On the Importance of Walking
Sometimes it’s the simplest things that can help improve a team’s efficiency and creativity; like walking, as a study done at Stanford University seems to say. We’ve long known about the positive effects of team building and exercise on mental well-being and creative ideation, at least anecdotally, but convincing your team to go on a run during the work day would be difficult at best. As an author of a study on the creative benefits of walking said, “Asking someone to take a 30-minute run to improve creativity at work would be an unpopular prescription for many people.”
Walking has long been promoted as an activity to stimulate creativity and problem-solving. According to his son, Charles Darwin took a walk each morning before breakfast, after which he usually did his best research. Both Henry David Thoreau and Benjamin Franklin were proponents of taking walks, and Friedrich Nietzsche wrote, “All truly great thoughts are conceived while walking.” Going on a walk can get your heart pumping and your thoughts flowing freely, and many people take a walk to collect their thoughts.
Studies have shown that there is a noticeable increase in creative thinking while walking and immediately following walking, lending some credence to Nietzsche’s aforementioned statement. A study by Marily Oppezzo and Daniel L. Schwartz found that 80-100 percent of their participants had more creative responses when they were walking rather than sitting. They also noticed an increased trend in creativity whether the participants were walking indoors or out. By having some of their participants take the test outdoors walking, in a wheelchair, and both walking and sitting indoors they were able to demonstrate an increase in creative responses happened whether the participant was indoors or out. Beyond the benefits to creativity there are also the obvious benefits to health, and healthy team is always a welcome boon.
There are many simple ways to get employees up and walking on a fairly regular basis. Walking to a nearby restaurant or cafe to hold a meeting will not only stimulate creativity, but help stimulate conversation amongst the team; always a useful tactic when trying to build a strong team. Inviting a co-worker to walk with you while you have a short brainstorming session or asking them a question is another simple way to get people moving on a regular basis. Taking a walk outdoors has the added benefit of exposing one to sunlight, which some say is as effective at waking someone up as a cup of coffee. It’s easy to come up with a myriad of ways to add some more strolling to the day.
Mark Twain said, “The true charm of pedestrianism does not lie in the walking, or in the scenery, but in the talking.” This statement shows how walking can help in the process of team building, and activities that foster positive communication are absolutely integral for any team. Facilitating efficient communication within a team is a common difficulty and well designed systems can’t do it alone, so building genuine connections amongst a team is a necessity.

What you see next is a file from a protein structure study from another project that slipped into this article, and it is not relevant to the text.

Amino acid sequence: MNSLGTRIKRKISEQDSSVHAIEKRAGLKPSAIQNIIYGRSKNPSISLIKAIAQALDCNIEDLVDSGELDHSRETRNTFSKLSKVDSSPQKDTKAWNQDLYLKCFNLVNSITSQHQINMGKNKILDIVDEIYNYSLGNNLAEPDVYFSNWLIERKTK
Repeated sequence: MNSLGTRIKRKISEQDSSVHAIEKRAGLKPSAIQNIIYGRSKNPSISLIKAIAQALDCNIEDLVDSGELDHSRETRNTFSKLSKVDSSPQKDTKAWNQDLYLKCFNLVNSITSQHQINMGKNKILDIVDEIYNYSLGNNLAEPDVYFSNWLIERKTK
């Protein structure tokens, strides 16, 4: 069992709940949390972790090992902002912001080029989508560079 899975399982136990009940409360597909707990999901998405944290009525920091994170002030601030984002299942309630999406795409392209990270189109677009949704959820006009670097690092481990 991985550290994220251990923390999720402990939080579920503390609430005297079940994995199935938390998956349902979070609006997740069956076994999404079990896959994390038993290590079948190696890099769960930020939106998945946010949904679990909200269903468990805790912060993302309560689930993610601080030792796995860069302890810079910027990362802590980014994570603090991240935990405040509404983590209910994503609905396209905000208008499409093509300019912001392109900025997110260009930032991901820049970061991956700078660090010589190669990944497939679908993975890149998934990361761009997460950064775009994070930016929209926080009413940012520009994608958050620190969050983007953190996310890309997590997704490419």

Walking usually forces people to turn their attention to their surroundings, which can stimulate more conversation between team members. Team building activities that get the them talking freely amongst themselves are especially ideal, allowing team members to form natural bonds amongst themselves. Setting up activities that have the team walking to the location of the activity and back to the workplace can lead to new ideas and creative solutions to current assignments as well as improving overall cohesion.
The results of the tests from Oppezzo and Schwartz’s study on the benefits of walking on creativity were highest when participants were walking compared to when participants sat down after walking. This suggests that when trying to solve problems that require a bit of creativity, or situations demanding that spark of creativity that leads to innovation, teams should consider standing up and walking with fellow team members while discussing solutions to the current situation. Practicing these skills in a non-work environment can also be highly beneficial to most teams, as well as holding the potential to be highly enjoyable to the team.
In the past creativity was considered to be the domain of poets, architects, musicians and artists, but in today’s constantly evolving business environment the need for creativity has come to the fore. Finding new challenges or games for your team to engage in while walking can help improve both communication and creative problem solving. Any activity that knocks out two of the proverbial birds with one stone is ideal. It’s also good to keep things fresh and engaging for your team, so having them go to new locations for different team building events helps shake things up a bit. If you’re looking for a new activity that gets your team walking and talking, consider trying a Strayboots scavenger hunt.
To get moving with your team on a fun team building activity that works, take a Scavenger Hunt with Strayboots. The author, Tom Porcella, is a young professional who writes for various blogs and publications. Inquiries can be made to [email protected]